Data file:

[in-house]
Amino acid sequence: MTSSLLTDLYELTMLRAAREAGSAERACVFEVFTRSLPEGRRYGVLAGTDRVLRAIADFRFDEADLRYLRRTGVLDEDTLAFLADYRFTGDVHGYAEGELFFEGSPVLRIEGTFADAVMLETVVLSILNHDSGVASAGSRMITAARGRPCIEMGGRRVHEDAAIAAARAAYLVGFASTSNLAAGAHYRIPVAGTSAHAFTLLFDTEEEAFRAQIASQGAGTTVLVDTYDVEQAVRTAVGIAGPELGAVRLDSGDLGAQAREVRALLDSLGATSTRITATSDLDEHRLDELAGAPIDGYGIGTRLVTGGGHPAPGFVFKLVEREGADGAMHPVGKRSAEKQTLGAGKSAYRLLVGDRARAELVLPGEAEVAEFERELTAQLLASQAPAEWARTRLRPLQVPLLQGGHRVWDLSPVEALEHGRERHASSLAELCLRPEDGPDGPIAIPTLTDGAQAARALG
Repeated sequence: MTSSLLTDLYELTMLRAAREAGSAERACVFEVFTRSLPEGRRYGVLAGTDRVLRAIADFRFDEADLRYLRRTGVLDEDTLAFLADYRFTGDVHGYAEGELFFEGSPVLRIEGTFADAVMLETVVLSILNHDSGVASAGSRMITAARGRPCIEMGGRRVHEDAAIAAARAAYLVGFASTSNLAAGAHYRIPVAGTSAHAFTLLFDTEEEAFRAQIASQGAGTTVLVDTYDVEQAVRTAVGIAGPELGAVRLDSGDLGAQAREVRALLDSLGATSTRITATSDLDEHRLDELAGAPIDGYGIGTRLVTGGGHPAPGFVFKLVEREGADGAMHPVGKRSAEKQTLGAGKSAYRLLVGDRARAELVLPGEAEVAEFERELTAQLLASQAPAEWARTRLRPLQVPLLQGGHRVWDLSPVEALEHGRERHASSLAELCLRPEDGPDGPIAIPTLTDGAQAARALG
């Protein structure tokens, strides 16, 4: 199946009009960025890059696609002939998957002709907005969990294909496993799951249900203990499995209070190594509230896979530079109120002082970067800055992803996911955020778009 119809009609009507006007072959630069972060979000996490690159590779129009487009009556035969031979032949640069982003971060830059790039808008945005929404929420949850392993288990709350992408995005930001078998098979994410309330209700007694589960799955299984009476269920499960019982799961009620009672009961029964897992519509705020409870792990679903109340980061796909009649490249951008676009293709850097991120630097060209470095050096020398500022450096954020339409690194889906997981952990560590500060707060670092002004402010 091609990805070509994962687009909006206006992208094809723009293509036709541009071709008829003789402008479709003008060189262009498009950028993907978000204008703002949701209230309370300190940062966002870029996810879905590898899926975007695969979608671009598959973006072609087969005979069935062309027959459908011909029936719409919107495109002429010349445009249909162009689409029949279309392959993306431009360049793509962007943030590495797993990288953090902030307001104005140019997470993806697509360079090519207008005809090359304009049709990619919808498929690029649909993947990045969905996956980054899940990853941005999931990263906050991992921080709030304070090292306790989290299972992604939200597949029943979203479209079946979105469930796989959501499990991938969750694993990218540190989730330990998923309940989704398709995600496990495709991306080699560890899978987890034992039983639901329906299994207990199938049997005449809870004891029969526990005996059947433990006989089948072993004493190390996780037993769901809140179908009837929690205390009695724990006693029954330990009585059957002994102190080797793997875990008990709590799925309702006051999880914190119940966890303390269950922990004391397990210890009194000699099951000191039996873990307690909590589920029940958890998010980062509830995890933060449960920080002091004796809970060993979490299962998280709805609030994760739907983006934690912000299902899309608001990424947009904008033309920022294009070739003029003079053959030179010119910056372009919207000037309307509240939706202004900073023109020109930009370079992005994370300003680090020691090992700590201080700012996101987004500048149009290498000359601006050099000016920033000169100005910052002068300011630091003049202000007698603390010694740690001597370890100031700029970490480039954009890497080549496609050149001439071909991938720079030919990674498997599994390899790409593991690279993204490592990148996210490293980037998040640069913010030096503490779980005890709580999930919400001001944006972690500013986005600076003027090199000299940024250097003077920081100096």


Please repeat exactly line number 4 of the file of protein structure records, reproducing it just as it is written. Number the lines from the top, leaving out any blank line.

């Protein structure tokens, strides 16, 4: 199946009009960025890059696609002939998957002709907005969990294909496993799951249900203990499995209070190594509230896979530079109120002082970067800055992803996911955020778009 119809009609009507006007072959630069972060979000996490690159590779129009487009009556035969031979032949640069982003971060830059790039808008945005929404929420949850392993288990709350992408995005930001078998098979994410309330209700007694589960799955299984009476269920499960019982799961009620009672009961029964897992519509705020409870792990679903109340980061796909009649490249951008676009293709850097991120630097060209470095050096020398500022450096954020339409690194889906997981952990560590500060707060670092002004402010 091609990805070509994962687009909006206006992208094809723009293509036709541009071709008829003789402008479709003008060189262009498009950028993907978000204008703002949701209230309370300190940062966002870029996810879905590898899926975007695969979608671009598959973006072609087969005979069935062309027959459908011909029936719409919107495109002429010349445009249909162009689409029949279309392959993306431009360049793509962007943030590495797993990288953090902030307001104005140019997470993806697509360079090519207008005809090359304009049709990619919808498929690029649909993947990045969905996956980054899940990853941005999931990263906050991992921080709030304070090292306790989290299972992604939200597949029943979203479209079946979105469930796989959501499990991938969750694993990218540190989730330990998923309940989704398709995600496990495709991306080699560890899978987890034992039983639901329906299994207990199938049997005449809870004891029969526990005996059947433990006989089948072993004493190390996780037993769901809140179908009837929690205390009695724990006693029954330990009585059957002994102190080797793997875990008990709590799925309702006051999880914190119940966890303390269950922990004391397990210890009194000699099951000191039996873990307690909590589920029940958890998010980062509830995890933060449960920080002091004796809970060993979490299962998280709805609030994760739907983006934690912000299902899309608001990424947009904008033309920022294009070739003029003079053959030179010119910056372009919207000037309307509240939706202004900073023109020109930009370079992005994370300003680090020691090992700590201080700012996101987004500048149009290498000359601006050099000016920033000169100005910052002068300011630091003049202000007698603390010694740690001597370890100031700029970490480039954009890497080549496609050149001439071909991938720079030919990674498997599994390899790409593991690279993204490592990148996210490293980037998040640069913010030096503490779980005890709580999930919400001001944006972690500013986005600076003027090199000299940024250097003077920081100096």